“We decided that just one or two big things was not enough. At the same time, we began planning several different projects. They were all part of our master Development Plan which is almost complete. We have one more big project and then we’ll have it completed.”
Having received funding, the decision was taken to move forward with three major projects:
- the Science Pyramid, which showcases Denver Botanic Gardens’ research activities, encouraging visitors to see the world of plants through a scientific lens
- the Ellipse Garden at the Waring House, a contemplative space with shady walks, seating areas, a unique water feature highlighting the Colorado Chihuly sculpture that was installed in December 2014, and a special emphasis on roses
- the Hive Garden Bistro, an outdoor restaurant adjacent to the Monet Pool
At the same time, the Gardens were hosting the International Water Gardens Society Conference and the American Public Garden Association conference:
“ which is our biggest trade group – they are the organisation for public gardens in North America, and at the same time we decided to launch a Chihuly exhibit.”
The Gardens’ ‘Chihuly’ exhibit, scores of colourful, curling shards sprinkled across the grounds, pushed attendance to nearly one and a half million for the year, an impressive increase on the previous year’s 879, 000.
“The greatest thing was that this amazing team handled the stress so beautifully; they planned for it so well – everyone’s role was just spot-on … it really culminated in this amazing sense of accomplishment. Everything just happened with virtually no hitches. It was such a celebration from beginning to end.”
“There’s a momentum that has continued to grow”
Vogt contends that rather than regarding each year as a separate entity, he sees the Gardens as a continuum:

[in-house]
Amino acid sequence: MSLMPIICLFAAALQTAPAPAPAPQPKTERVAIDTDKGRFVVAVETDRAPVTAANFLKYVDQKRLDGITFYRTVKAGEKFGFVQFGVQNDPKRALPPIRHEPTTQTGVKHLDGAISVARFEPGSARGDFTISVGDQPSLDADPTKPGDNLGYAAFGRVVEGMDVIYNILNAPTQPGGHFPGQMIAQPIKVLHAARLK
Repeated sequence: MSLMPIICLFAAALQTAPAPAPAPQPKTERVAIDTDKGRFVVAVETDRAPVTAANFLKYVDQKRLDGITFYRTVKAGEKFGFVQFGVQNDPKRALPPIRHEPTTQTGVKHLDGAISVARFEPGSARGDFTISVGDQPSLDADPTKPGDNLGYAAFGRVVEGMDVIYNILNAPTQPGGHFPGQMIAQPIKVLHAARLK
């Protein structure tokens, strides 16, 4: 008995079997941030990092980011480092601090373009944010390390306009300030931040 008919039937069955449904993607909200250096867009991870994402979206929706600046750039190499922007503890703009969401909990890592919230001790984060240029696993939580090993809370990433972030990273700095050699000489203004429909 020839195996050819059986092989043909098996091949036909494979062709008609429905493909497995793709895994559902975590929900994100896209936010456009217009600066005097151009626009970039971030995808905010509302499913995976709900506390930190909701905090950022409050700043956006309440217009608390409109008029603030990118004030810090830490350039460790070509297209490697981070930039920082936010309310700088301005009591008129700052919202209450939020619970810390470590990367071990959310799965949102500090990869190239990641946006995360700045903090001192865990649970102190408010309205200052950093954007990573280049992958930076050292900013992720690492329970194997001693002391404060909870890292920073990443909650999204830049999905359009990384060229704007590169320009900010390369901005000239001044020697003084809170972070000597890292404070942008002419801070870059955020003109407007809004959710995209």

“… a rolling seasonal adventure. There’s always change; there’s always something new in the Gardens. The first quarter of 2015 has been a record quarter for us. Our membership has been continuing to go up; our admissions in the first quarter of 2015 were up significantly over the year before. So, there’s a momentum that has continued to grow. This year we don’t have national conferences and giant construction projects, but we will have a wonderful exhibit: Montana artist Deborah Butterfield. She takes found objects – mostly driftwood – and she builds these amazing abstractions of horses – haunting, breathtaking, inspiring. And she casts them all in bronze… So I think that’s going to be stunning.”
Towards the end of 2014, the Gardens were the beneficiary of a permanent Chihuly sculpture.
“We were very fortunate in that donors came forward and said they wanted to buy a permanent installation of Chihuly’s work.”
(The purchase is funded by private donors, including Robert and Judi Newman, John and Ginny Freyer and the RC Kemper Charitable Trust, as well as UMB Bank, n.a., Trustee)
He adds: “We actually went to the Chihuly studios and asked them to design something new for us that wasn’t in the exhibit and they created a spectacular sculpture. They even named it ‘Colorado’. The sculpture, inspired by the local sunsets, is part of the ‘Icicle Tower’ series. It is comprised of 1, 017 hand-blown glass elements and stands over 14 feet tall.
“And, it’s breath-taking. I can see it from the window of my office, and every day there’s a stream of people coming to visit it. Quite amazing.”
He doesn’t see the Gardens as competing with other leisure attractions, as such:
“I think it’s not so much competition as cooperation…For example, with the Butterfield exhibit, we are borrowing three sculptures owned by the Denver Art Museum. And they’re doing a major collection of floral paintings later on this summer, and we’ll actually be doing arrangements to match the paintings to help market their show.”
He goes on:
“We have an alliance with a regional, very revered music organisation [Swallow Hill Music] that has championed folk music for ever, and they are the producers of our summer concert series here every year. Their members know about the gardens – our members know about Swallow Hill. There’s just an enormous amount of camaraderie and that’s pretty rare. And, we’ve all benefited from it. We all thrive in each other’s wake.”
Nevertheless, he acknowledges that a friendly rivalry exists.